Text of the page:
to his or her advisor. The advisor completes a “Request for Course Substitution/Waiver”
form, attaches supporting documentation and submits it to the department head of
the student’s program of study. The department head provides his or her recommendation
to the dean. After it is recom-mended by the dean and approved by the senior vice
president for academic affairs, the request is submitted to the registrar’s office
Distance education is an alternative method of taking credit courses whereby the
majority of the instruction occurs when the student and the instructor are not in
the same place at the same time. Information is distributed through learning technologies
to students who have time constraints, work schedule conflicts or are otherwise
unable to attend classes at a specific college location at a designated time. Wor-Wic
offers the following distance education options:
A hybrid course is a blend of face-to-face and Web-based instruction. Required classroom
time is split between on-campus class time and Web-based activities, which include
interactive forums, assessments, research and/or video. In order to participate,
students must have access to a computer with an Internet connection.
A learning management system is used to facilitate learning in each online course.
Active participation, although not simultaneous, includes interactive forums, assessments,
research and/or video. In order to participate, students must have access to a computer
with an Internet connection. Students enrolling in their first online course should
complete an on-campus distance education orientation session or the online student
orientation in the learning management system. Orientation information is posted
on the portal and emailed to students who register for online courses. Online courses
require on-campus testing or testing at an approved off-campus testing center.
Virtual courses are held in distance learning classrooms on Wor-Wic’s campus. Students
interact with the instructor, who is located at another site, through a computer
Requirements for Continuous Enrollment
Satisfactory academic progress is based on the student’s academic standing as determined by his or her
grade point average and the percentage of courses passed. To make satisfactory academic progress, students
must maintain the following standards in accordance with their overall credit hours attempted:
Satisfactory Academic Progress
|Total Credit Hours Attempted
||Minimum Percentage of Credits Passed
Credit hours counted as attempted for the purpose of measuring satisfactory academic progress are from
all courses, including developmental, in which a student received a grade, with the exception of “AU”.
Grade Point Average
A student's grade point average (GPA) is recorded on his or her transcript. Courses for which a grade
of “A,” “B,” “C” or “D” is received are included as both credit hours attempted and points earned. An
“F” grade is included as credit hours attempted, but no points are earned. Grades in developmental education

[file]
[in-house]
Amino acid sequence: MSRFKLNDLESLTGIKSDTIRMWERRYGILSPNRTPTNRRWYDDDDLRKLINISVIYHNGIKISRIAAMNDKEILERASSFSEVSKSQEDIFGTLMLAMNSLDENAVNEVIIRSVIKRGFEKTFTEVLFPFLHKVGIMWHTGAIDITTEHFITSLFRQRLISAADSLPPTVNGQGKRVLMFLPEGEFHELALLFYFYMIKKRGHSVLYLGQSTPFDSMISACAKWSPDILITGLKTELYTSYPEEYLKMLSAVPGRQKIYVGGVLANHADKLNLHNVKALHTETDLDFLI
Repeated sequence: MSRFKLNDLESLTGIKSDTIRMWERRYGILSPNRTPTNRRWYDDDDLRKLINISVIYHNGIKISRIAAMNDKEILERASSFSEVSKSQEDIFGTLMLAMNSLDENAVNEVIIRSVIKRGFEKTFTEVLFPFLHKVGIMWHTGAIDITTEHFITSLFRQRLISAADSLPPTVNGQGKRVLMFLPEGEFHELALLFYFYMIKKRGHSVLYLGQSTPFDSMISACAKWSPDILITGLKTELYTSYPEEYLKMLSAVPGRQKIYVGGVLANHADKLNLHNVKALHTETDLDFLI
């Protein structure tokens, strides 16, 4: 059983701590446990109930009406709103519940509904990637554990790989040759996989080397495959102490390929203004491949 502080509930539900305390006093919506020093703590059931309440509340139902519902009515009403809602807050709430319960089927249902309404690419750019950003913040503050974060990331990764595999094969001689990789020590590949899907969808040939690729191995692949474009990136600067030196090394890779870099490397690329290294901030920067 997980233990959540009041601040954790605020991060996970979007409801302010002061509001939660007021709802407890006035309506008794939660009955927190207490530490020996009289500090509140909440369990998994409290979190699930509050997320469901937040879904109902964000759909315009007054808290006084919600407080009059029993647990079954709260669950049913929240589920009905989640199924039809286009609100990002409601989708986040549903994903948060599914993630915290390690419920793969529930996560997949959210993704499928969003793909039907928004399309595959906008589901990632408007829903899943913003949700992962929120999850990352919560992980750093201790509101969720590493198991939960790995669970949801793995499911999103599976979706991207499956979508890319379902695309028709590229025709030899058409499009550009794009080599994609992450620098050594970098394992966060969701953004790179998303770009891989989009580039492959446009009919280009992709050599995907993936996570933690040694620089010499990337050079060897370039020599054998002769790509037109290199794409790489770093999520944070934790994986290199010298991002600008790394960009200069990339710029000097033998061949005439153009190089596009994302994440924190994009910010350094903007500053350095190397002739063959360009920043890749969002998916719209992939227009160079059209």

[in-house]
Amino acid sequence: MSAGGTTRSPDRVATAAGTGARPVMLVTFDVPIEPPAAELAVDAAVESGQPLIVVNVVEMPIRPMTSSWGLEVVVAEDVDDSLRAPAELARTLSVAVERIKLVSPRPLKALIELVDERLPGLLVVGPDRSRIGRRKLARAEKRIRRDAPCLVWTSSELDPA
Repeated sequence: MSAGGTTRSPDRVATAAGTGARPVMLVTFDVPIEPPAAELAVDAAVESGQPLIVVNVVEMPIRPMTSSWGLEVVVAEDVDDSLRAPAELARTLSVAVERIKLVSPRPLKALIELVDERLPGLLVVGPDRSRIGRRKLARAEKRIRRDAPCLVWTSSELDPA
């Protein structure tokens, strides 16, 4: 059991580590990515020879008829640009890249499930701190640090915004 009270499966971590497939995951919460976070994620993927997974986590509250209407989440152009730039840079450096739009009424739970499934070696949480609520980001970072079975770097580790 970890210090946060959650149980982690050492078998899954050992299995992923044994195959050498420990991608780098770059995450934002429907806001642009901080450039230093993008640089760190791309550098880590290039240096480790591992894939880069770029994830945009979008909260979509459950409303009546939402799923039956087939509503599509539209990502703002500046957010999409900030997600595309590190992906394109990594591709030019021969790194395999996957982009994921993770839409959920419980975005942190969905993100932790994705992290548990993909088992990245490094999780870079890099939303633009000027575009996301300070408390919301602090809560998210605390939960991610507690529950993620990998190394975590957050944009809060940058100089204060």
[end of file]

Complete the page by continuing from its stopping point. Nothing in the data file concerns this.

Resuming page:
courses are not included in the GPA calculation. Transfer credits are counted toward credits needed
for a degree, but they are not used in the computation of grade point average (except for the calculation
of admission points in emergency medical services, nursing, occupational therapy assistant, physical therapist assistant and radiologic technology). The GPA is calculated
in the following manner:
Total Points Earned
Total Credit Hours Attempted
= Grade Point Average
Repeating a Course
A student can repeat a course for credit only when he or she has not received a
grade of “B” or better in that course, regardless of where the course was taken.
When a student repeats an eligible course, both grades appear on the student's transcript.
Only the last grade is used for computing grade point average.
Students are expected to maintain a high level of academic performance. Assistance is provided in an
attempt to help students maintain satisfactory academic progress. A student who does not maintain satisfactory
academic progress can be dismissed from the institution. A student who is concerned about his or her
academic progress should consult with his or her academic advisor.
Academic progress is measured at the end of each fall and spring term and combined
summer terms. When a student fails to meet the standards for satisfactory academic
progress, he or she is placed on academic probation. A student can continue to re-enroll
while on probation as long as his or her probation term GPA is 2.0 or higher and
he or she passes at least 67 percent of the credits attempted during the term. A
student on probation is limited to three courses per term, is required to consult
with his or her academic advisor in order to maximize his or her chances of successfully
reattaining satis-factory academic progress, must attend study skills workshops
and submit an academic performance contract to the director of retention and student
success. To be removed from probation, a student must meet or exceed the minimum